Reaching populations at risk Developed nations

The greatest benefits of vaccine development and widespread immunization have been realized in developed nations. In the 200 years since Edward Jenner, vaccines have been developed against more than 25 infectious agents (CDC, 1999b). National, regional, and local efforts to promote immunization have led to high rates of vaccine coverage, marked reductions in mortality and morbidity from vaccine-preventable disease, and expansion in the number of recommended vaccines (CDC, 1999b, 2006; Plotkin and Orenstein, 2004; see also Figures 10.1, 10.2).

Estimated annual cases

Smallpox Diphtheria Measles Mumps Pertussis Polio

Rubella

Conginital Rubella Syndrome

Tetanus

100,000

Down 100%

Down 100%

Down 99.9%

Down 99.8%

Down 87.1%

Down 100%

Down 99.9%

Down 100%

Down 94.1%

200,000

300,000

400,000

500,000

4,000,000

Typical number of cases in pre-vaccine era, 20th century ■ 2004 cases

Figure 10.1 Comparison of twentieth-century estimated annual and 2004 reported cases of vaccine-preventable diseases (pre-1990 vaccines). Source: US Centers for Disease Control.

Estimated Annual Cases

0 100,000 200,000 300,000 400,000 500,000 600,000 700,000 800,000 4,000,000

Hepatitis A

Hepatitis B (Acute)

Hib (Invasive)

Hepatitis A

Hepatitis B (Acute)

Down 79.3%

Down 73.8%

Down 79.3%

Down 73.8%

Down 99.9%

Typical number of cases in pre-vaccine era, 20th century

I 2004 cases

Pneumococcus (Invasive)

Down 41.8%

Varicella

Down 41.8%

Varicella

Figure 10.2 Comparison of pre-vaccine era estimated annual cases and 2004 estimated cases of vaccine-preventable diseases (post-1990 vaccines). Source: US Centers for Disease Control.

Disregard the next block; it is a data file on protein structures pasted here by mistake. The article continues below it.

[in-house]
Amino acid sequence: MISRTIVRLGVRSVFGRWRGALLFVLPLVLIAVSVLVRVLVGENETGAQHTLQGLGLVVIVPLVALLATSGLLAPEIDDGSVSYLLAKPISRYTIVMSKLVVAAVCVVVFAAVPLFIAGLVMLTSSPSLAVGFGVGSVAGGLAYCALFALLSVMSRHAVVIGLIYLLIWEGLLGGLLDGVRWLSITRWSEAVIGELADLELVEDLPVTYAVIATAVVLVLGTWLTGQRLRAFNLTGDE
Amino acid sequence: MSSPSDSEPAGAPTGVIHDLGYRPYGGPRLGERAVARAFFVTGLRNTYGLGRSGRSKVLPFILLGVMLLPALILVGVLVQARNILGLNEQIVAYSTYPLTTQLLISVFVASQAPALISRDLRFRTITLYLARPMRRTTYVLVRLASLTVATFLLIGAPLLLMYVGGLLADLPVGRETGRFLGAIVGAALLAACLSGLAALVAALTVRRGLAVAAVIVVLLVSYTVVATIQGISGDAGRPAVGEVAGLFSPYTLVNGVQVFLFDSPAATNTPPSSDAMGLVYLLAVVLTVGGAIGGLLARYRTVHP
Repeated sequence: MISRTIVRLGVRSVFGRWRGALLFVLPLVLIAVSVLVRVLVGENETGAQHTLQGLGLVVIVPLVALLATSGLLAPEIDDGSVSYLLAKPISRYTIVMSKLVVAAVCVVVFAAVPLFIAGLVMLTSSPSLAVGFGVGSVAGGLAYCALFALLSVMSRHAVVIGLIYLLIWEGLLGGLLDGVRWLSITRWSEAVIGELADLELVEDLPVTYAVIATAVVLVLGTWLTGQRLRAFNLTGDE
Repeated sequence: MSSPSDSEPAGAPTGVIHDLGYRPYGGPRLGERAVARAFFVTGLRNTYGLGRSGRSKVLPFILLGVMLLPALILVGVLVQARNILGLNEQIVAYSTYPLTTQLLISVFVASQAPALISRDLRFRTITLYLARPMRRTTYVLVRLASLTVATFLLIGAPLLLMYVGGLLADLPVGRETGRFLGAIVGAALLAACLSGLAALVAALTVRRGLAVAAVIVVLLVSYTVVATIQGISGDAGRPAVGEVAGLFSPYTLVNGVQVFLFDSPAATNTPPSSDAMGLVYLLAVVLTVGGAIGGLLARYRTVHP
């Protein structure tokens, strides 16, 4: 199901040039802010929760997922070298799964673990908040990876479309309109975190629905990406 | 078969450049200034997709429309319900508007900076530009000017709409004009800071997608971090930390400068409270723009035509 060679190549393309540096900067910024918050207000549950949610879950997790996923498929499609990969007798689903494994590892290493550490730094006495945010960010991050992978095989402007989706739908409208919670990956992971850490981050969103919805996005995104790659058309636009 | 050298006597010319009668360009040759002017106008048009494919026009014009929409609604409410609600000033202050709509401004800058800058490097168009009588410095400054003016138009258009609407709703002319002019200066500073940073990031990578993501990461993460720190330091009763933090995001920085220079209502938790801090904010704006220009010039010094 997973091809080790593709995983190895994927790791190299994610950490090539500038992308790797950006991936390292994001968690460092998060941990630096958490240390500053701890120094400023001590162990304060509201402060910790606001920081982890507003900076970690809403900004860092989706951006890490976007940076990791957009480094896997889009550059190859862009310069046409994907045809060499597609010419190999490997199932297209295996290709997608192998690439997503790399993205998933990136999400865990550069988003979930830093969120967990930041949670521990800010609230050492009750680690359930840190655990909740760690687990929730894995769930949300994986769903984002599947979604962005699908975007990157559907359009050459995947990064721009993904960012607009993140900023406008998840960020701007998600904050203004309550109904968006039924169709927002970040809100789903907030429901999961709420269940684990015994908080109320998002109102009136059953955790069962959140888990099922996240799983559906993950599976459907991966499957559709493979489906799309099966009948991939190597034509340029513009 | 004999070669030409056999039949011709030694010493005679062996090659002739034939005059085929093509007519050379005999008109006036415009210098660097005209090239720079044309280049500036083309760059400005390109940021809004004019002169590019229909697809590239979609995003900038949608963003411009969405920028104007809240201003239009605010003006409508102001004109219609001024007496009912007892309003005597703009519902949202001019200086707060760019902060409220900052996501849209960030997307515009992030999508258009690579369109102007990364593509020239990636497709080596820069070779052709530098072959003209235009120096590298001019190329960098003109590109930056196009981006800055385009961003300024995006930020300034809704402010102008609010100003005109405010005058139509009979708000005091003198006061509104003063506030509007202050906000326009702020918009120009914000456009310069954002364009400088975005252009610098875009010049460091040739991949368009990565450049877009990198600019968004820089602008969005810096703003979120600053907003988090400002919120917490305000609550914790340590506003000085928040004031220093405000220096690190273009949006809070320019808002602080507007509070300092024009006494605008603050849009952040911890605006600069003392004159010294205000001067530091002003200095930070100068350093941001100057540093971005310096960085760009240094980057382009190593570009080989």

Figure 10.2 Comparison of pre-vaccine era estimated annual cases and 2004 estimated cases of vaccine-preventable diseases (post-1990 vaccines). Source: US Centers for Disease Control.

The 2007 US Recommended Childhood and Adolescent Immunization Schedule includes vaccines against 15 infectious agents (Figure 10.3).

Findings from the 2003 US National Immunization Survey demonstrated high rates of vaccine coverage, with immunization rates of 80-90 percent or higher for children aged 19-35 months for most of these vaccines (Orenstein et al., 2005; Figures 10.4, 10.5).

Vital to this success has been increasing access to vaccines and immunization services through the Vaccines for Children Program, which provides vaccines to children covered by Medicaid and to insured children. Ongoing surveillance of vaccine-preventable diseases, the safety and effectiveness of vaccines, and their use in the community is essential to sustain this success.

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